The Linux Kernel/Processing
Processing: from process to CPU
Processes and Tasks
Process is a running user space program. Kernel can start a process with function do_execve. Processes occupy system resources, like memory, CPU time. System calls sys_fork and sys_execve are used to create new processes from user space. The process exit with an sys_exit system call.
How are the process handled within the kernel?
What are kernel threads?
How are kernel threads handled ?
- ULK3 Chapter 3. Processes
- ULK3 Chapter 4. Interrupts and Exceptions
- ULK3 Chapter 5. Kernel Synchronization
- ULK3 Chapter 6. Timing Measurements
- ULK3 Chapter 7. Process Scheduling
- cat /proc/self/
- "Process Scheduling in Linux" About kernel 3.1.10 (December 13 2013)
- completion - use completion for synchronization task with ISR and task or two tasks.
- has owner and usage constrains
- more easy to debug then semaphore
- #include <linux/mutex.h>
- spinlock_t, timer_list, wait_queue_head_t
- semaphore - use mutex instead semaphore if possible
- #include <include/linux/semaphore.h>
- atomic operations
- LKD2: Chapter 9. Kernel Synchronization Methods
- LDD3:Concurrency and Race Conditions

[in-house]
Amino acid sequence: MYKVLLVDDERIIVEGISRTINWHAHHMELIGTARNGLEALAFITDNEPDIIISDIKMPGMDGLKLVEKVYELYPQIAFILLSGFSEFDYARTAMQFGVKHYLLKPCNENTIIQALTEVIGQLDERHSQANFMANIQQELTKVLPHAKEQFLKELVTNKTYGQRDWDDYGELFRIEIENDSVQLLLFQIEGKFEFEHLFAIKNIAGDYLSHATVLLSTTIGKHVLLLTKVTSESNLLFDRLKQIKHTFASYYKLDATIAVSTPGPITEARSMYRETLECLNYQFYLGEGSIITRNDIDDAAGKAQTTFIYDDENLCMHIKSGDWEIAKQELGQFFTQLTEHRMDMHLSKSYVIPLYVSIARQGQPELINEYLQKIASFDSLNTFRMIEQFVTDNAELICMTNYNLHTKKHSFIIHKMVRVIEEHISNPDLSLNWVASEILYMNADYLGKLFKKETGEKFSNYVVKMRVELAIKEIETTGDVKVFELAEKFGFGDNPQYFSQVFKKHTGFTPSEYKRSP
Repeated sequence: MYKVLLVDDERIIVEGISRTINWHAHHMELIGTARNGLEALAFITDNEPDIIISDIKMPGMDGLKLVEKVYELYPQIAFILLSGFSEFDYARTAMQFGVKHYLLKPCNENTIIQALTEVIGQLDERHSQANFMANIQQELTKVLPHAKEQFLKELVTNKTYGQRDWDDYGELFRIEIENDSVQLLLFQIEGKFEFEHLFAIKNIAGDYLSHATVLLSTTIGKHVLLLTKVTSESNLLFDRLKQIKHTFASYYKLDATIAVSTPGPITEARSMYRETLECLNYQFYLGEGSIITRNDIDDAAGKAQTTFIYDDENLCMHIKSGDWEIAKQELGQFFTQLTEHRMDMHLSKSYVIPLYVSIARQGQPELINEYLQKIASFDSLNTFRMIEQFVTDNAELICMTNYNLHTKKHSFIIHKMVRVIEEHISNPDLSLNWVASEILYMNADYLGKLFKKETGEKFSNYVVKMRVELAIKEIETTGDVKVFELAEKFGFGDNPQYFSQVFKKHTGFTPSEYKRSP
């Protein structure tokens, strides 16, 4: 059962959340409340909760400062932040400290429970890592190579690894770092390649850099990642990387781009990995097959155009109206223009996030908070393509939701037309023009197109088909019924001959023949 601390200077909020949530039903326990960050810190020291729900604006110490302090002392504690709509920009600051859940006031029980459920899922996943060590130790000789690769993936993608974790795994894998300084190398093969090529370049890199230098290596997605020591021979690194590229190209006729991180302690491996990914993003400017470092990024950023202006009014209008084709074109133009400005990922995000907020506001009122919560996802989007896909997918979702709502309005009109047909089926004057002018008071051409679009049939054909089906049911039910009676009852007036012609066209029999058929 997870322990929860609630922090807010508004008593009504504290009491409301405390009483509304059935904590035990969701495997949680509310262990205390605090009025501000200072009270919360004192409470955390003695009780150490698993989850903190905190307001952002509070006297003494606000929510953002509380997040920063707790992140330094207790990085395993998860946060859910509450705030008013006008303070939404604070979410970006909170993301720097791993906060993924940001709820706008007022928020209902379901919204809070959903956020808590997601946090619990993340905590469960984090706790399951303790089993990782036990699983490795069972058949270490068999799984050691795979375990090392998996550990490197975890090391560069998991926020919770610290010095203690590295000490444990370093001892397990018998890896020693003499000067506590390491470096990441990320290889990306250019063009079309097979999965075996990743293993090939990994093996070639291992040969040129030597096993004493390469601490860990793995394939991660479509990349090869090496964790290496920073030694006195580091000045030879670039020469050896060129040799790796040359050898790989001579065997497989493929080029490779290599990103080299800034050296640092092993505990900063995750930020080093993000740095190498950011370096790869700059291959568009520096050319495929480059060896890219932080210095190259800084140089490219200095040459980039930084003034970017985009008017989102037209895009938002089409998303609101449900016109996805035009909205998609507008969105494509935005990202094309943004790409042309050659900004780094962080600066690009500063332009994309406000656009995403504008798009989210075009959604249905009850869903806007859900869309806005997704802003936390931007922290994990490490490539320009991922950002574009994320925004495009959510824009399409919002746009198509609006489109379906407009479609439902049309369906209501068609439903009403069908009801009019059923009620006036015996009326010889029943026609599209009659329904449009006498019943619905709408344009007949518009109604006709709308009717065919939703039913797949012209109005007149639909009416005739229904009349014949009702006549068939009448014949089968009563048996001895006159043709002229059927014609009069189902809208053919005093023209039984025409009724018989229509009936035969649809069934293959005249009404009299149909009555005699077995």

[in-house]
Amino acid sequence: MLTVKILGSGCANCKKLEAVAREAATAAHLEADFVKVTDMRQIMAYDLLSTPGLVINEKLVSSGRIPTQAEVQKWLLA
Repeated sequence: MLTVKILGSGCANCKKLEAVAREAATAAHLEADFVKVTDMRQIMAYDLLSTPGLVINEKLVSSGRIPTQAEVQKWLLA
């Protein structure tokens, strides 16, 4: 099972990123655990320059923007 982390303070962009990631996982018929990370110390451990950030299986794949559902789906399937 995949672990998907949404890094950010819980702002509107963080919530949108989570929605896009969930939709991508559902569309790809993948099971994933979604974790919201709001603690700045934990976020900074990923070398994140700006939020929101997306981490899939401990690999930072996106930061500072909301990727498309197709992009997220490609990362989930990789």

Low level kernel synchronization: futex
A futex (short for "fast userspace mutex") is a kernel system call that programmers can use to implement basic locking, or as a building block for higher-level locking abstractions such as semaphores and POSIX mutexes or condition variables.
A futex consists of a kernelspace wait queue that is attached to an aligned integer in userspace. Multiple processes or threads operate on the integer entirely in userspace (using atomic operations to avoid interfering with one another), and only resort to relatively expensive system calls to request operations on the wait queue (for example to wake up waiting processes, or to put the current process on the wait queue). A properly programmed futex-based lock will not use system calls except when the lock is contended; since most operations do not require arbitration between processes, this will not happen in most cases.
The basic operations of futexes are based on only two central operations —WAIT and WAKE— though some futex implementations (depending on the exact version of the Linux kernel) have a few more operations for more specialized cases.
- WAIT (addr, val)
- Checks if the value stored at the address addr is val, and if it is puts the current thread to sleep.
- WAKE (addr, val)
- Wakes up val number of threads waiting on the address addr.
Time and Timers
- LDD3:Interrupt Handling
- tasklet is a softirq, runs in interrupt context, for time critical operations
- softirq is internal system facility and should not be used directly. Use tasklet.
- BH - Removed in 2.5
- Task queues - Removed in 2.5